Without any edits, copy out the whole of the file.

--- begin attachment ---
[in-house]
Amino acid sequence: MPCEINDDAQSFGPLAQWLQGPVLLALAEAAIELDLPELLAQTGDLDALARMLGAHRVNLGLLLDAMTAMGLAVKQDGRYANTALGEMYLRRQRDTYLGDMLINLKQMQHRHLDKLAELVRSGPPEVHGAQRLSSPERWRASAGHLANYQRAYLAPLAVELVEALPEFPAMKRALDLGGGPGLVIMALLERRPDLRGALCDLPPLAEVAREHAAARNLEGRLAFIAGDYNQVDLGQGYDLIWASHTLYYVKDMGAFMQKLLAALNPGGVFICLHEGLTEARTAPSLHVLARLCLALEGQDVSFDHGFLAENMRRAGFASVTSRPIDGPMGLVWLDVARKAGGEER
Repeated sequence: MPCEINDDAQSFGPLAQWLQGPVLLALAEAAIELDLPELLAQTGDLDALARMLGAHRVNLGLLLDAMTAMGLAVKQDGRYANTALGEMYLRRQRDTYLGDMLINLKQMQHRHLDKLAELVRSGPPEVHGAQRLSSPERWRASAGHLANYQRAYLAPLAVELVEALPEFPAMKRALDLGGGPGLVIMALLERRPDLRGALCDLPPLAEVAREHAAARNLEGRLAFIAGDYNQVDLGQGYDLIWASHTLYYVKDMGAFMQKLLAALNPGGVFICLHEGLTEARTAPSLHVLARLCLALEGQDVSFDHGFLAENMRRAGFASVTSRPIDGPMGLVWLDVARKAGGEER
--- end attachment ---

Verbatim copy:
[in-house]
Amino acid sequence: MPCEINDDAQSFGPLAQWLQGPVLLALAEAAIELDLPELLAQTGDLDALARMLGAHRVNLGLLLDAMTAMGLAVKQDGRYANTALGEMYLRRQRDTYLGDMLINLKQMQHRHLDKLAELVRSGPPEVHGAQRLSSPERWRASAGHLANYQRAYLAPLAVELVEALPEFPAMKRALDLGGGPGLVIMALLERRPDLRGALCDLPPLAEVAREHAAARNLEGRLAFIAGDYNQVDLGQGYDLIWASHTLYYVKDMGAFMQKLLAALNPGGVFICLHEGLTEARTAPSLHVLARLCLALEGQDVSFDHGFLAENMRRAGFASVTSRPIDGPMGLVWLDVARKAGGEER
Repeated sequence: MPCEINDDAQSFGPLAQWLQGPVLLALAEAAIELDLPELLAQTGDLDALARMLGAHRVNLGLLLDAMTAMGLAVKQDGRYANTALGEMYLRRQRDTYLGDMLINLKQMQHRHLDKLAELVRSGPPEVHGAQRLSSPERWRASAGHLANYQRAYLAPLAVELVEALPEFPAMKRALDLGGGPGLVIMALLERRPDLRGALCDLPPLAEVAREHAAARNLEGRLAFIAGDYNQVDLGQGYDLIWASHTLYYVKDMGAFMQKLLAALNPGGVFICLHEGLTEARTAPSLHVLARLCLALEGQDVSFDHGFLAENMRRAGFASVTSRPIDGPMGLVWLDVARKAGGEER